Economic activity in Ireland contracted dramatically between Autumn 2008 and Spring 2009. In terms of the prognosis for 2010 and the coming years, it is important that we distinguish between growth rates and the level of economic activity. Growth rates are likely to return to positive territory during 2010 but it is likely to be next year before Ireland records annual growth in GDP. The level of activity in the economy, however, is currently over 10 per cent below that in 2007 and as a result of deflation the nominal value of economic activity has fallen even further. It therefore is likely to be at least 2013 before the economy returns to its 2007 level.
The Irish economy has stabilised considerably over the past six months or so. The most timely indicators of this can be seen in the trends in the monthly live register and in the public finances. In January 2009 some 30,000 people joined the live register, while the average monthly increase during the last five months of the year had fallen to 1,300. The Exchequer tax returns were also more positive in the latter months of the year. Indeed, the December tax receipts were some €500 million higher than forecast in the December Budget. The Government’s target of a marginal reduction in the budget deficit in 2010 therefore appears to have a fairly solid basis.
Overall it is likely that history will judge the Government’s policy response in Budget 2010 quite favourably. The dire economic situation required them to take further immediate firm and credible action to contain the general government deficit that threatened to continue to spiral out of control. In the last 18 months, the Government had taken adjustment measures amounting to €8 billion in 2009, without which the deficit would have ballooned to 20 per cent of GDP. Despite these measures, the planned deficit for 2009 of 10.7 per cent of GDP announced in the April Supplementary Budget came in at about 11.5 per cent. At such a high level there was no choice other than to take measures to stabilise the deficit in 2010 and commence the consolidation of the public finances to bring the deficit down to below 3 per cent as stipulated by the excessive deficit procedure of the Stability and Growth Pact.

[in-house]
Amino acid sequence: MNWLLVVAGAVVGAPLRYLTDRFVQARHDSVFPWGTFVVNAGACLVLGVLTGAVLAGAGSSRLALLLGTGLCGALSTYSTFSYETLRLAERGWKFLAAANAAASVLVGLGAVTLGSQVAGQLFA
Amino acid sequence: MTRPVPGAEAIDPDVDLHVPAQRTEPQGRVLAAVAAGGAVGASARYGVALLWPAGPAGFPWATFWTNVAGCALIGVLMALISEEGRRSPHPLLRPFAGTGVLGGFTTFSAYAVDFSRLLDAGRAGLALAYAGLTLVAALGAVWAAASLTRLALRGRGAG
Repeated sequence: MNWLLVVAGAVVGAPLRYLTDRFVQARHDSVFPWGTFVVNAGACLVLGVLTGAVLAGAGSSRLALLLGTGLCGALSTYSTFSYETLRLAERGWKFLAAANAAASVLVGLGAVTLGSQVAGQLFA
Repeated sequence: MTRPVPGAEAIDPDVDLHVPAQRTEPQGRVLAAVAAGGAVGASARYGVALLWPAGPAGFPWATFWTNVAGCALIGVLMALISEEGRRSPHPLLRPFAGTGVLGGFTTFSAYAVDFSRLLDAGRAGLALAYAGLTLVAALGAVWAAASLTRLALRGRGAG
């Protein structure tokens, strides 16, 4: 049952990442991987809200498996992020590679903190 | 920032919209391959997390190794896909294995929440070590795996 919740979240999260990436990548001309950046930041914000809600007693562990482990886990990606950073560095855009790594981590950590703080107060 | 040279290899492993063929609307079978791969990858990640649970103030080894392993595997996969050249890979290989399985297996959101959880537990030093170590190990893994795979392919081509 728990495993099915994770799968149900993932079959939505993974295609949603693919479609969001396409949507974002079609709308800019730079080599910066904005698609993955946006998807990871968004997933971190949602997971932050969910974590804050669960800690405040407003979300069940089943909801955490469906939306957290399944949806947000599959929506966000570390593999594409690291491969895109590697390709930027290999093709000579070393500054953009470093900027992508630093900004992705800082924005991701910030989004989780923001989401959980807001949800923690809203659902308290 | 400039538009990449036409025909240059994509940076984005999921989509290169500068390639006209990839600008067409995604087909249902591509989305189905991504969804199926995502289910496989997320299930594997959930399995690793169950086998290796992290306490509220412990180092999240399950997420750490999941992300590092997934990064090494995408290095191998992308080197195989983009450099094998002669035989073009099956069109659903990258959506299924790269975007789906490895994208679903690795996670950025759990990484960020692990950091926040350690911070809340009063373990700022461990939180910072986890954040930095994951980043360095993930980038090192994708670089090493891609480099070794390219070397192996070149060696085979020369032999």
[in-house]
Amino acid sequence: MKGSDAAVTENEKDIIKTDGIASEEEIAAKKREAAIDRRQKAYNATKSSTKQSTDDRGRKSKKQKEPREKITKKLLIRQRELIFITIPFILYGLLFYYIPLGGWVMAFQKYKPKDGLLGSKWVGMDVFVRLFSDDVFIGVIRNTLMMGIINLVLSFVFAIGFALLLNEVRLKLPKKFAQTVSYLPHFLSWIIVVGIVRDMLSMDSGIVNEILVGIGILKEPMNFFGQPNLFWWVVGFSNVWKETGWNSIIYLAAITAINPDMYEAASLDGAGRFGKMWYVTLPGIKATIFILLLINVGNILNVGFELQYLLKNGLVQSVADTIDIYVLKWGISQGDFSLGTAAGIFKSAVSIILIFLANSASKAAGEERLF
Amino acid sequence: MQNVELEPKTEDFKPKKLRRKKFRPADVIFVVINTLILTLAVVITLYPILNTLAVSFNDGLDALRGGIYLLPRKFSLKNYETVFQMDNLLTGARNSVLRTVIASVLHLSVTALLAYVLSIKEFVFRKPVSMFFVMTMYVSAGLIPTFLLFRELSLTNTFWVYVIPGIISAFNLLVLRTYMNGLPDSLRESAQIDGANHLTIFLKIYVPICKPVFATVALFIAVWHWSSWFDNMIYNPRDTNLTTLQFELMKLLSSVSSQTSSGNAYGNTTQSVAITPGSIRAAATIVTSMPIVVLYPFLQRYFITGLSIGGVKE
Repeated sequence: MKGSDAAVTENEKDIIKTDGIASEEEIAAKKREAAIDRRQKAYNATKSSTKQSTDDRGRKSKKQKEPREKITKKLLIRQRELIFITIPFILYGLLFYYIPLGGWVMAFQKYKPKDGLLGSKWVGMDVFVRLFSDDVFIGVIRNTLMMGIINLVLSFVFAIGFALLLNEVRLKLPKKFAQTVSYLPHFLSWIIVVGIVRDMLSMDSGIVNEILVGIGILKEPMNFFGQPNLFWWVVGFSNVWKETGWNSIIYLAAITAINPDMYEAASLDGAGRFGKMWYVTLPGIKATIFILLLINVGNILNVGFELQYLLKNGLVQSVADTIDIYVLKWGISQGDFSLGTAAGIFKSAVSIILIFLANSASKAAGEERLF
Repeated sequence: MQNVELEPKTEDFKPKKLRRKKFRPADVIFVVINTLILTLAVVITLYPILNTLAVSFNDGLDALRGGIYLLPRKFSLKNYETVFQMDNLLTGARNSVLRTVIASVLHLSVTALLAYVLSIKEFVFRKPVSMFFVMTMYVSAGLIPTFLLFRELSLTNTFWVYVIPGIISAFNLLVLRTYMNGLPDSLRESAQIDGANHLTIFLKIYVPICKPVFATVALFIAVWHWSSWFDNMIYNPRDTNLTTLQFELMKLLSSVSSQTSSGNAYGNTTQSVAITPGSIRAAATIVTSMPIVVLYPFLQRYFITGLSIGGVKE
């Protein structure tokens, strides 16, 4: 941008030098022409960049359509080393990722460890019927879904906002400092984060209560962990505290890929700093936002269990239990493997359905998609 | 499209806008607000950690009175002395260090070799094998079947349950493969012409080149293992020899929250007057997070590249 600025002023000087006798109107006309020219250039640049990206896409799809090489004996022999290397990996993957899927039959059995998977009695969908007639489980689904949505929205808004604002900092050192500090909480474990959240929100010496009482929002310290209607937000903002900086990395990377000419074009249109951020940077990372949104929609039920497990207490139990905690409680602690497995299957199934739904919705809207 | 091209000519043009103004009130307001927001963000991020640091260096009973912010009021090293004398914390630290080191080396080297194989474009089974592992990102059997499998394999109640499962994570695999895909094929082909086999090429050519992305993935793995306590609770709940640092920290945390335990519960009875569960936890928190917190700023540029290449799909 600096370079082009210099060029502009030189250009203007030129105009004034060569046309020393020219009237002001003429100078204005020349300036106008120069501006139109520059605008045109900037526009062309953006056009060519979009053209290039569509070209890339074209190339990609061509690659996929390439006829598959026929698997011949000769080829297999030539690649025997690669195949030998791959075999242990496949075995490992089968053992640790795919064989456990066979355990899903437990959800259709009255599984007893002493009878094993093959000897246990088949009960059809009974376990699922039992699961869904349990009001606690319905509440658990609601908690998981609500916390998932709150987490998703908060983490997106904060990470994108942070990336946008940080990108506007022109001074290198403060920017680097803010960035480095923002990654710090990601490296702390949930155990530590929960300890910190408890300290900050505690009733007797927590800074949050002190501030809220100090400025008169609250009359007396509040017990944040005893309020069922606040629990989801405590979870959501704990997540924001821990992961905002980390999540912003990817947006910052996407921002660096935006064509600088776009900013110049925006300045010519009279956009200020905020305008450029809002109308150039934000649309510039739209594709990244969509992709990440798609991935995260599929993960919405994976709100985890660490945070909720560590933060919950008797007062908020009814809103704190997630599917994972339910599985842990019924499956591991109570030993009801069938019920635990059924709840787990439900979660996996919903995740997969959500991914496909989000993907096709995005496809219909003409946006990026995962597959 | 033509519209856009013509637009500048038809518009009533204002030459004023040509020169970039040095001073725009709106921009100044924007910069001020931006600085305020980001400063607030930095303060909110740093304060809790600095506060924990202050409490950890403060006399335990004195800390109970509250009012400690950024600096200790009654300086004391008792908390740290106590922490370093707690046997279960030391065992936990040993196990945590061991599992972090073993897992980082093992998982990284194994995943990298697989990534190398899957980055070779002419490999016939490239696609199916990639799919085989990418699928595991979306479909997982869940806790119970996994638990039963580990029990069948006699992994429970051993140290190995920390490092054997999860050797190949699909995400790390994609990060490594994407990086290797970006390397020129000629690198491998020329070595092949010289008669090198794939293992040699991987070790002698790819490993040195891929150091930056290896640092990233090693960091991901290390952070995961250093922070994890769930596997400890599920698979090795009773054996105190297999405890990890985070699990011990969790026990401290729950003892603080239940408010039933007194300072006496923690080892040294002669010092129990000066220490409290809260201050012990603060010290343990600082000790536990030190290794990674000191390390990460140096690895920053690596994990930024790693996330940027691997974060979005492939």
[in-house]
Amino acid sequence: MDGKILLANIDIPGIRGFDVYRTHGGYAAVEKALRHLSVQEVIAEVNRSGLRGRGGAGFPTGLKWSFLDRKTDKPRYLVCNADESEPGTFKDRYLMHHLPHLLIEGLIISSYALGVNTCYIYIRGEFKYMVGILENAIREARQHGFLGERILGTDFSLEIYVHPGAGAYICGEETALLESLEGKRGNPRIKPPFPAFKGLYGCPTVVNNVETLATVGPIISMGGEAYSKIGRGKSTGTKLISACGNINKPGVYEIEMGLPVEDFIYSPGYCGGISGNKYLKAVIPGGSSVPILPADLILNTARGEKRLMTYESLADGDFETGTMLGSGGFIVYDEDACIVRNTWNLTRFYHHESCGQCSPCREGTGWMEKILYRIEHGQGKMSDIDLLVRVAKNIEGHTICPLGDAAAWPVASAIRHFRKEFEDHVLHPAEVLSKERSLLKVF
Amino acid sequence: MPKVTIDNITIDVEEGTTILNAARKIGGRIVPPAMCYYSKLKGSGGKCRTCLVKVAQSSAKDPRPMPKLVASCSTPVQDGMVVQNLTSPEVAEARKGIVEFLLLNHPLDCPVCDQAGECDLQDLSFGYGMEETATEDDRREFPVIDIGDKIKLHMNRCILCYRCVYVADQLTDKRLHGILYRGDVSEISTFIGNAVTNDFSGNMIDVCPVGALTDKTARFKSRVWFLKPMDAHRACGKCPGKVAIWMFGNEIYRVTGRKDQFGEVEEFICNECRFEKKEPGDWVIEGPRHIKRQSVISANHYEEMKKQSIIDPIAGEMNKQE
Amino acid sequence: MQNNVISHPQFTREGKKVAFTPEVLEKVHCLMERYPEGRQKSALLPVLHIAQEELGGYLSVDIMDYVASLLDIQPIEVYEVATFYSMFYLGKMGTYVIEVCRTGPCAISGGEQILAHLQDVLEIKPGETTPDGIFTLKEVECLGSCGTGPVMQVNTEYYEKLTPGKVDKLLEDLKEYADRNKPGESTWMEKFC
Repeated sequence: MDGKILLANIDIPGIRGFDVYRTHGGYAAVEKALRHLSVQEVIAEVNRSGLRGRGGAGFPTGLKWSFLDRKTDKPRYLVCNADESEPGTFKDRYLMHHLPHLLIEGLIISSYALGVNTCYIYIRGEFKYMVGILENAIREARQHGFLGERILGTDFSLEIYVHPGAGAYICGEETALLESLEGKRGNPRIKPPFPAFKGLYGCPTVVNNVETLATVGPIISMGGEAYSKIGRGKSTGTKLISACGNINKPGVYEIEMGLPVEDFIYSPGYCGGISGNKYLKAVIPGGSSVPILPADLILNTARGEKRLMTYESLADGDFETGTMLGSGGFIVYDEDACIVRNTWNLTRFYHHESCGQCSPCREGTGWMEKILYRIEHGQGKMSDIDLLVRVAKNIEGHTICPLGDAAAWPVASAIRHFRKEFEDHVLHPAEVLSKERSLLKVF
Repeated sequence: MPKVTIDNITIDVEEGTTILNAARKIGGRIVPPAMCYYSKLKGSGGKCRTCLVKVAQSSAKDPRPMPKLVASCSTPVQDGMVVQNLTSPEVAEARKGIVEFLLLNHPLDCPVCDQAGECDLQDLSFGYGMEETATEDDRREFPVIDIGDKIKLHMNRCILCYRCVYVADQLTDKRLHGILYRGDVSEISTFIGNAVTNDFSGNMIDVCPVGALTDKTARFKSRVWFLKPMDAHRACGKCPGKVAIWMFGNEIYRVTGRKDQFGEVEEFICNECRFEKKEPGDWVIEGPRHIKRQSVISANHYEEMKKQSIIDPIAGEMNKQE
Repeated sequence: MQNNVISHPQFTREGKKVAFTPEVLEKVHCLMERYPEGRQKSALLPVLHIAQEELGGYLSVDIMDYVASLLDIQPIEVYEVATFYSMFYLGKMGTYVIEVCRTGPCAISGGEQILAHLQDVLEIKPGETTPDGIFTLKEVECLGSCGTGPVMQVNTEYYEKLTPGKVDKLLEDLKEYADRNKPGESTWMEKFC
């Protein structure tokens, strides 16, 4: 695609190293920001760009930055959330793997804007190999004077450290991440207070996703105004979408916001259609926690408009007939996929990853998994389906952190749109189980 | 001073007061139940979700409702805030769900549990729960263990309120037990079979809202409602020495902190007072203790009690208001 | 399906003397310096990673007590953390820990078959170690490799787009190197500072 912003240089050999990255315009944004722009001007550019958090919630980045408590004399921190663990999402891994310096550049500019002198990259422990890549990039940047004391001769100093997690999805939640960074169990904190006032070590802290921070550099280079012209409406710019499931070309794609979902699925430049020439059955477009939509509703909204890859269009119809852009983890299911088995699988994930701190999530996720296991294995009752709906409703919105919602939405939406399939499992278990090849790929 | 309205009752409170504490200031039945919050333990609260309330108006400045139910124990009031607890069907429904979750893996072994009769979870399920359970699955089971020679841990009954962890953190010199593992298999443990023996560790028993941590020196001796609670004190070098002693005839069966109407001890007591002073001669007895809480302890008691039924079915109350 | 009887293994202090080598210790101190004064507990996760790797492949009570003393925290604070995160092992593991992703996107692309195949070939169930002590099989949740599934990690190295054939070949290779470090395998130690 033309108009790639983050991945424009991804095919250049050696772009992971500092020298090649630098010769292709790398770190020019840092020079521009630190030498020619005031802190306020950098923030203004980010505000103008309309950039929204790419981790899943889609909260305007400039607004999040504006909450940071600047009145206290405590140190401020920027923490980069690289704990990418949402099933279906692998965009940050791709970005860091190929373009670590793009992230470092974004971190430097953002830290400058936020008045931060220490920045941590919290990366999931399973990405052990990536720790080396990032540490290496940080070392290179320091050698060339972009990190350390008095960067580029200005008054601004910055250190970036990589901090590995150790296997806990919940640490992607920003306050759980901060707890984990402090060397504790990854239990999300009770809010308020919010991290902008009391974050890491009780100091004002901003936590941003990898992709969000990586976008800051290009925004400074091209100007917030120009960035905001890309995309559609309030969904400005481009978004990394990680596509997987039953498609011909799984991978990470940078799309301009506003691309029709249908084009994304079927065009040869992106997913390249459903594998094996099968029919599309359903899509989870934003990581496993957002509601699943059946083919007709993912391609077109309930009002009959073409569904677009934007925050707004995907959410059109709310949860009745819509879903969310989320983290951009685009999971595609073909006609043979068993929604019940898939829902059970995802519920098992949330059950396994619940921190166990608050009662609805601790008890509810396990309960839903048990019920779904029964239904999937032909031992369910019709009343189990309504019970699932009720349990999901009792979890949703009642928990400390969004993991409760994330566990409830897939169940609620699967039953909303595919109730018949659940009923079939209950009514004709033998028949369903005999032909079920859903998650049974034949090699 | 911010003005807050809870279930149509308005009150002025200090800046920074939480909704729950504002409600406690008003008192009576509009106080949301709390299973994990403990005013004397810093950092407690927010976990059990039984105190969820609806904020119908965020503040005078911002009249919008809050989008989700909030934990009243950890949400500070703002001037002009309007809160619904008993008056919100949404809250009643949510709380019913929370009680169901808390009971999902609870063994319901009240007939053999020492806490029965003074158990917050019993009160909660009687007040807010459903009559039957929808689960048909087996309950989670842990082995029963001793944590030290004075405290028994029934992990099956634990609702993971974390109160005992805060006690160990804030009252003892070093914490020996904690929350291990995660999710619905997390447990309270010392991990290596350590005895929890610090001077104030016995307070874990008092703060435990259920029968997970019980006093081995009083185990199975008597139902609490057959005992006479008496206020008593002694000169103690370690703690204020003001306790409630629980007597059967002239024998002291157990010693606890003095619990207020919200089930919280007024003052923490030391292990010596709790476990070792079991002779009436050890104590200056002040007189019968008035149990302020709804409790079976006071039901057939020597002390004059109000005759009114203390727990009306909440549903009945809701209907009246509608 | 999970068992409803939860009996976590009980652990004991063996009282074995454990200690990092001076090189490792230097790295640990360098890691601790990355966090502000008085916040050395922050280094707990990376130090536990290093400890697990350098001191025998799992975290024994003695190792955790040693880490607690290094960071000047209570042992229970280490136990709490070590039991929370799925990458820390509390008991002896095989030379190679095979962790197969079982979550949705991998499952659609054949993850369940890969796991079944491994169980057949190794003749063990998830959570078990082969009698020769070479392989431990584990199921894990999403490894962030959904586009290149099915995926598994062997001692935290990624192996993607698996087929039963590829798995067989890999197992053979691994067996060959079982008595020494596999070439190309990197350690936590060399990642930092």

The decision by the European Commission to extend by one year the adjustment period for a reduction in the deficit to below 3 per cent of GDP to 2014 was in no way a signal to soften the pace of corrective action. On the contrary, it was a recognition that “unexpected adverse economic events with major unfavourable budgetary effects have occurred in Ireland due exclusively to a much worse than anticipated downturn.”
IBEC in its pre-budget submission had argued that Budget 2010 was a defining moment for Ireland’s economic prospects, which required government to take brave decisions to return the public finances to a sound footing. We argued for the need to frontload the fiscal consolidation process so that Budget 2010 delivers the majority of the adjustment needed, permitting less severe budgetary adjustments in subsequent years. This, we said would return the economy to trend growth much more quickly than the gradualism employed in the 1980s. Ultimately, we believe that the frontloading of the fiscal adjustment will be positive for both business and consumer confidence.
The Minister’s approach was decisive, bringing in a package of measures rightly focused on bringing the level of government spending a step closer to matching the greatly diminished quantum of tax revenue available to finance it. The Minister rejected further increases in taxation, drawing attention to the significant progressivity of the tax increases in 2009. The burden of adjustment in 2009 therefore had to fall on expenditure. By acting decisively now the further adjustments required in 2011 and 2012 will be less onerous.
Our major criticism of the Budget is that it did not do more towards keeping people in work. IBEC has repeatedly urged government that alongside restoring the functionality of the financial sector and stabilising the public finances, there is an equally important third leg in the economic recovery strategy, which is to support enterprise and employment. So far there has been only a minimalist response to the jobs crisis.